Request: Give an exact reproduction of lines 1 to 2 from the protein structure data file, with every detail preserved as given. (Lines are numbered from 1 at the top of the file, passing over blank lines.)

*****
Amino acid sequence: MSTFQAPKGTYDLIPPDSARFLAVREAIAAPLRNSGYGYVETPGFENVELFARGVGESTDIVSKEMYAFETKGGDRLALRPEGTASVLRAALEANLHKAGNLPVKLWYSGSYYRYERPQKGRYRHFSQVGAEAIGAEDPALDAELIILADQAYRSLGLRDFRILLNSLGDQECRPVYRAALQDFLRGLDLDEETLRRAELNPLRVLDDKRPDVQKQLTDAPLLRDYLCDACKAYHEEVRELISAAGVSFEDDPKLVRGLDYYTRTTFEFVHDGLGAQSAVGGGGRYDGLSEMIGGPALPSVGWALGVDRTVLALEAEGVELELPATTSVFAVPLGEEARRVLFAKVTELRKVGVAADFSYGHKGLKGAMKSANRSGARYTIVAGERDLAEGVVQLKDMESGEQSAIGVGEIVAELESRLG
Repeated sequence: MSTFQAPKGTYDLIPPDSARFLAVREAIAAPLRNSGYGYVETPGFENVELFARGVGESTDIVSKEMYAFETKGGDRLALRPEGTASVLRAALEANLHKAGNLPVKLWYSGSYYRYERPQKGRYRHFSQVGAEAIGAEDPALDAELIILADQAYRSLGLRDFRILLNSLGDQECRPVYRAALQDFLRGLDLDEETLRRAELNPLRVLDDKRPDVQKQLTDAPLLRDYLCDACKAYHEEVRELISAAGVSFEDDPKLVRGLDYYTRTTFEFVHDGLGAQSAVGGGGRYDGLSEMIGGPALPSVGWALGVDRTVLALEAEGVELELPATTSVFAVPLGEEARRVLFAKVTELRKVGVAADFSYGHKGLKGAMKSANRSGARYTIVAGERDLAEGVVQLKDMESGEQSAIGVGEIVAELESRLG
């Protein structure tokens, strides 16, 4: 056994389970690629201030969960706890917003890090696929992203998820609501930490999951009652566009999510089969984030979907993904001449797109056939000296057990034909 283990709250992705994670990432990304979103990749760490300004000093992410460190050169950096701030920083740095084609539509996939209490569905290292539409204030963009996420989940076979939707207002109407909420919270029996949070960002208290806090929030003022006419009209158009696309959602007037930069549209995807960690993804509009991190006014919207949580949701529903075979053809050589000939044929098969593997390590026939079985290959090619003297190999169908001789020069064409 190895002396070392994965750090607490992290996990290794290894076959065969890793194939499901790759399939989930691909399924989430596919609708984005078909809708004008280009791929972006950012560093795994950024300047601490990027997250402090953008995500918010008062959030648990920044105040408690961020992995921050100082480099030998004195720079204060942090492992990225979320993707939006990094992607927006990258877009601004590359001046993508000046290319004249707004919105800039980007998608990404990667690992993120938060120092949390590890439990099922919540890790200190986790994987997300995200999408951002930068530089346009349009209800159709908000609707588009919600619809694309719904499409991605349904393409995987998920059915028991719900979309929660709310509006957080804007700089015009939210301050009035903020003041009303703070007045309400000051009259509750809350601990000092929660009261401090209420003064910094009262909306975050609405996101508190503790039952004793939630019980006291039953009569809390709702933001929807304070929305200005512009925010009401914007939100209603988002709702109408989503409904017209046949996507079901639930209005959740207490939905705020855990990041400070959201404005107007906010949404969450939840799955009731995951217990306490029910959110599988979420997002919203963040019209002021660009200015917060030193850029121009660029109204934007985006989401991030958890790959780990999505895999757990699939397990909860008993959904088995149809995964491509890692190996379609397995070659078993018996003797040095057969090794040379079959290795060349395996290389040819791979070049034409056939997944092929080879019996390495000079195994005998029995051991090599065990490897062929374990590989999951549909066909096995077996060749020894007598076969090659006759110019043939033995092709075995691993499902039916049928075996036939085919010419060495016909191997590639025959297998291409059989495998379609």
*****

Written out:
Amino acid sequence: MSTFQAPKGTYDLIPPDSARFLAVREAIAAPLRNSGYGYVETPGFENVELFARGVGESTDIVSKEMYAFETKGGDRLALRPEGTASVLRAALEANLHKAGNLPVKLWYSGSYYRYERPQKGRYRHFSQVGAEAIGAEDPALDAELIILADQAYRSLGLRDFRILLNSLGDQECRPVYRAALQDFLRGLDLDEETLRRAELNPLRVLDDKRPDVQKQLTDAPLLRDYLCDACKAYHEEVRELISAAGVSFEDDPKLVRGLDYYTRTTFEFVHDGLGAQSAVGGGGRYDGLSEMIGGPALPSVGWALGVDRTVLALEAEGVELELPATTSVFAVPLGEEARRVLFAKVTELRKVGVAADFSYGHKGLKGAMKSANRSGARYTIVAGERDLAEGVVQLKDMESGEQSAIGVGEIVAELESRLG
Repeated sequence: MSTFQAPKGTYDLIPPDSARFLAVREAIAAPLRNSGYGYVETPGFENVELFARGVGESTDIVSKEMYAFETKGGDRLALRPEGTASVLRAALEANLHKAGNLPVKLWYSGSYYRYERPQKGRYRHFSQVGAEAIGAEDPALDAELIILADQAYRSLGLRDFRILLNSLGDQECRPVYRAALQDFLRGLDLDEETLRRAELNPLRVLDDKRPDVQKQLTDAPLLRDYLCDACKAYHEEVRELISAAGVSFEDDPKLVRGLDYYTRTTFEFVHDGLGAQSAVGGGGRYDGLSEMIGGPALPSVGWALGVDRTVLALEAEGVELELPATTSVFAVPLGEEARRVLFAKVTELRKVGVAADFSYGHKGLKGAMKSANRSGARYTIVAGERDLAEGVVQLKDMESGEQSAIGVGEIVAELESRLG